The edge of the DM graft was grasped with a pair of tying forceps, and the DM graft was placed in trypan blue for another 15 seconds and then back in BSS. A double scroll could be formed by gentle shaking of the DM in BSS as shown in Figure 1 (Middle right); this configuration facilitated unfolding of the DM scroll. The double-scroll DM was loaded into an injector (Staar Surgical, Monrovia, California, USA, or Viscoject; Medicel, Wolfhalden, Switzerland) with special attention to the removal of all air bubbles from the injector and cartridge. The graft was injected into the anterior chamber through the temporal incision and rotated during the insertion to keep the double scroll in an upward-facing position.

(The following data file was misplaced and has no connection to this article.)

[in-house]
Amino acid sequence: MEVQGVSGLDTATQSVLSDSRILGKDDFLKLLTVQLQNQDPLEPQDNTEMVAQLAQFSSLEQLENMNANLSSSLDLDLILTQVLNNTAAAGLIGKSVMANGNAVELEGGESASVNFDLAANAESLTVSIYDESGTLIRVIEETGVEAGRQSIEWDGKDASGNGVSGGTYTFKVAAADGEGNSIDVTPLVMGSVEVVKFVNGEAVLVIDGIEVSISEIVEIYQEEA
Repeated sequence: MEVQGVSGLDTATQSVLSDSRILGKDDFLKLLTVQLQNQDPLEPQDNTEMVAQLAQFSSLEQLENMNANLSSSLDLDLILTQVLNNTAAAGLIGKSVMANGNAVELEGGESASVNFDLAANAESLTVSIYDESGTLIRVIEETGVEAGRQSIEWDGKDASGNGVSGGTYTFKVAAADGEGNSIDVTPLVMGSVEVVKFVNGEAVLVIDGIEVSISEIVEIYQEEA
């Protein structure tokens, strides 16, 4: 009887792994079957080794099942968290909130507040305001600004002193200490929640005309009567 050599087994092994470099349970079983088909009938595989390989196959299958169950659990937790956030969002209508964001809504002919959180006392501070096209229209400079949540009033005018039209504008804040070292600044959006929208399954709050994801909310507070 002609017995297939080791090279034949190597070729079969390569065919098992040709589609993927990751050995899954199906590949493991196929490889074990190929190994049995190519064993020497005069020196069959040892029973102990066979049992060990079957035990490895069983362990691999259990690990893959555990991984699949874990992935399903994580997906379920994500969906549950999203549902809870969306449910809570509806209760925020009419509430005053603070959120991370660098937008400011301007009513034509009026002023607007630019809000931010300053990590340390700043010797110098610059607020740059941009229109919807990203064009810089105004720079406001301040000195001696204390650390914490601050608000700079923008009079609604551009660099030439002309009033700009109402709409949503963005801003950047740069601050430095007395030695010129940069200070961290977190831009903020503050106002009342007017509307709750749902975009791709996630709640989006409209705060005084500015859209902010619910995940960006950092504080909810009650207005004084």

The donor graft was unfolded using a “touch, no touch” technique in which a 30 gauge cannula was used to unfold the DM scroll on the DM side without touching the endothelium ( Figure 2 , and Supplemental Video , available at AJO.com ). The cannula was inserted into the DM scroll. The tip of the cannula gently pushed the wall of the DM scroll in a circular outward motion. A combination of gentle stroking of the cornea, a small air bubble, and small spurs of BSS were used if necessary to completely unfold the DM graft. Once the DM graft was unfolded and centered, air was injected under the graft to attach it to the recipient stroma and to completely fill the anterior chamber for 10 minutes. At the end of this period, air was released to achieve a physiologic IOP <20 mm Hg while leaving the anterior chamber 90% air-filled. All patients received subconjunctival injections of dexamethasone and cefazolin. Vancomycin was used in patients who were allergic to cephalosporins. All patients were instructed to stay in a supine position in the recovery room for 1–2 hours, and then returned to the operating room to confirm proper positioning of the graft. If the IOP was judged to be higher than a physiologic pressure by digital palpation, a small amount of air was released from the anterior chamber. The patient was instructed to stay in the supine position overnight.